- Voiced Guidance: A relatively new feature that explains each step with a real human voice. It could also be personalized and adjusted to job roles and or a user’s name. This feature is mainly used in the B2C marketplace by explaining complex processes.
Building the onboarding plans could be done in two ways, one is coding the onboarding plan internally (using internal resources). This could be exceedingly expensive and very time consuming. The second is using a third party solution that specializes in onboarding programs; which could save a lot of money and development time.
Most solutions support the functionalities above (The real human voice is a relatively new feature so not all of them support it). Those tools help build the walkthroughs independently without any professional help, which can save a lot of time and money. When building an onboarding plan it’s important to keep track and measure the success of the plan and identify new ‘pain points’. For that reason, an analytical dashboard must come with the platform that is chosen.
Test & improve:
As mentioned above, when building an onboarding plan it should be tested internally. If this solution is not possible there are a few other alternatives that can be used to receive objective feedback. After launching an onboarding program, set a milestone to check the engagement of the plan. Identify which walkthroughs are successful and which ones are failures. It may come to the point where a replacement of the whole walkthrough is needed or just minor changes that need to be altered. Certain tools can help setting goals by determining how effective the program is over a period of time, and if it was worth the investment of time and money.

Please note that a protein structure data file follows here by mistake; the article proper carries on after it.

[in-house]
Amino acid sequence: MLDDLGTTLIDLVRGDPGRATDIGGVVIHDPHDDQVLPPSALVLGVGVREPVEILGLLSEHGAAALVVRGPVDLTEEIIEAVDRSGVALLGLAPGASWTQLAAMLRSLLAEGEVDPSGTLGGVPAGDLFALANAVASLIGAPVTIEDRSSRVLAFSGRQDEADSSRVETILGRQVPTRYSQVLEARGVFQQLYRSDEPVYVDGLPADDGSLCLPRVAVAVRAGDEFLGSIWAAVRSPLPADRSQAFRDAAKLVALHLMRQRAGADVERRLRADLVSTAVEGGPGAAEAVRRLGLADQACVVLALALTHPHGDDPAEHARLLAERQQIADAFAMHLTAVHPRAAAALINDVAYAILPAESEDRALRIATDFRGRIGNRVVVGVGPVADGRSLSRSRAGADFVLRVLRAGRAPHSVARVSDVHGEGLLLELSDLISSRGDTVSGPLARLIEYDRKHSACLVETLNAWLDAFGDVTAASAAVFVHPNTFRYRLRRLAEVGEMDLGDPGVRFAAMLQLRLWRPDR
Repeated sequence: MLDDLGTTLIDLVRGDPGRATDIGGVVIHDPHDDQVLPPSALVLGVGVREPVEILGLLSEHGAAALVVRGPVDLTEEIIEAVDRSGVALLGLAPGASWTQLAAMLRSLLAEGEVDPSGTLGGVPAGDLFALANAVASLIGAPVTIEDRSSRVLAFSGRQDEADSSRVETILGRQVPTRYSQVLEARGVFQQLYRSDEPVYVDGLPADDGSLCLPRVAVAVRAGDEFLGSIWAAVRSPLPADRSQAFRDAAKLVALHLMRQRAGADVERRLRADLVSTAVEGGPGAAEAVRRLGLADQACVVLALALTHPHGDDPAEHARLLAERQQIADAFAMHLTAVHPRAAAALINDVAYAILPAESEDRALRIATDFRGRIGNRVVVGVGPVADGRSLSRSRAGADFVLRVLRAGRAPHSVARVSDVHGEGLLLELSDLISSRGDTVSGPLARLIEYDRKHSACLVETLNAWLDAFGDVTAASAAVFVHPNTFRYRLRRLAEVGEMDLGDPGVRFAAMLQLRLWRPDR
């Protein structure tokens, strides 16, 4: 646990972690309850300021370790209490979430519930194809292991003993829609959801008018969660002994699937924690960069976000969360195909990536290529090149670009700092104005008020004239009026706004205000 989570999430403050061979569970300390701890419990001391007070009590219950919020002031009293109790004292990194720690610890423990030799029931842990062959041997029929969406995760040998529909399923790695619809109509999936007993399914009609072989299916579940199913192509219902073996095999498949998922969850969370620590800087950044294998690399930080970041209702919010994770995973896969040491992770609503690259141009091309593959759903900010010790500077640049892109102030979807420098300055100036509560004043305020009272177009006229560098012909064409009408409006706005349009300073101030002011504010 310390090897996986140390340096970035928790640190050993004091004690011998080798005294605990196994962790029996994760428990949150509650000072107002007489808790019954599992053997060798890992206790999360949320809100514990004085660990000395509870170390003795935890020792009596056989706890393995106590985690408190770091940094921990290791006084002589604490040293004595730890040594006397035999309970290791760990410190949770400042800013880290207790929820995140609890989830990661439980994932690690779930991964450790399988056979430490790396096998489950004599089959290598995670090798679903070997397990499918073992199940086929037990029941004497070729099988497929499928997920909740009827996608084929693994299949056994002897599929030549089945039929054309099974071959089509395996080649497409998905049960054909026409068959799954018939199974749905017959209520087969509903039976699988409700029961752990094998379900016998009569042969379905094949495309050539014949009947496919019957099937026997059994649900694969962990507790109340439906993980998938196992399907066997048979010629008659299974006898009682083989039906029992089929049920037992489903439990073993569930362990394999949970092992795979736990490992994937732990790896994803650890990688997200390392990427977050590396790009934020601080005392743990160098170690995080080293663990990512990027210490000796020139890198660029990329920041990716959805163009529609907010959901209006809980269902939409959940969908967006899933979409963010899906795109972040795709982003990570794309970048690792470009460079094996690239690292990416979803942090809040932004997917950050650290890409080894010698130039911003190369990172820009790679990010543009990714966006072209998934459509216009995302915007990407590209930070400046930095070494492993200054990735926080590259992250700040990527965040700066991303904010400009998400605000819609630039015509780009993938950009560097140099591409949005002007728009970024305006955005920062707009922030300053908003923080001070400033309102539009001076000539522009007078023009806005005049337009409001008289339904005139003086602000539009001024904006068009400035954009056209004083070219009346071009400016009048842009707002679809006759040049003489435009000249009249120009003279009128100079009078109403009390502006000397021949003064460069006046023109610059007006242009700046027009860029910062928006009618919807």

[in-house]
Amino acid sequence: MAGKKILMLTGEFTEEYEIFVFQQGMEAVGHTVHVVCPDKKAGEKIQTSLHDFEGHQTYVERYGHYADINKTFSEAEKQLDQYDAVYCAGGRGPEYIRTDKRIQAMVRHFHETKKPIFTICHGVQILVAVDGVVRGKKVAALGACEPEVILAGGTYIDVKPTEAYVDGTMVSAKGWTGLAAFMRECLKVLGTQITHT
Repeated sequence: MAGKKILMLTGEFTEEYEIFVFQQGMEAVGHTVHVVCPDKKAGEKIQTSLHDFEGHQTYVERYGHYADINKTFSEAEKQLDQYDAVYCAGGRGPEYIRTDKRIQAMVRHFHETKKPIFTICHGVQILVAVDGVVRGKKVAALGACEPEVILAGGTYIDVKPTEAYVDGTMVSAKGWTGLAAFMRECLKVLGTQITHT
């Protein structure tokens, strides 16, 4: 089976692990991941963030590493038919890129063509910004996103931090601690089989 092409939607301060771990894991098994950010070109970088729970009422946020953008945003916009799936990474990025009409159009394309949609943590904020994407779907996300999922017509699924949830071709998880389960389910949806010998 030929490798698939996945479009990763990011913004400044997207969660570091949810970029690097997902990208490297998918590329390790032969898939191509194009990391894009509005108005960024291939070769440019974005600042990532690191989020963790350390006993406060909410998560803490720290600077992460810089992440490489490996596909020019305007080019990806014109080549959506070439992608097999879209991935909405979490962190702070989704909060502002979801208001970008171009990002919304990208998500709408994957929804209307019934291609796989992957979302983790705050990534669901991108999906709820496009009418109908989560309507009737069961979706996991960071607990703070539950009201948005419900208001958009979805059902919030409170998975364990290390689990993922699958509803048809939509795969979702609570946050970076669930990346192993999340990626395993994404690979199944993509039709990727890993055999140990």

Great Onboarding examples:
Have you encountered an onboarding plan after registering for a new tool or platform? Here are a few great onboarding plans that you could get inspiration from:
Here is a great example for tour type onboarding, Airbnb explains how to get started with three guiding images.
Source: Airbnb website
Here is a great example of a supreme onboarding plan. A combination of audio/visual guidance and ‘support points’ (orange buttons at the right-top corners) for targeted support.
Source: Similarweb website
Great example for visual guidance to get started with a simple platform
Source: Mailchimp website
A great example of the text bubble annotations to clarify and make sure the user understands the meaning of each action.
Source: Linkedin website
Companies should keep in mind that having a superior user onboarding experience could differentiate products from the rest of the competitors. Moreover, interactive onboarding programs are becoming very common especially when using SaaS platforms. Shortly, every company will have to deliver some kind of onboarding solution to their users. A successful onboarding plan can reduce the work overload from the support department and encourage the users to solve issues independently.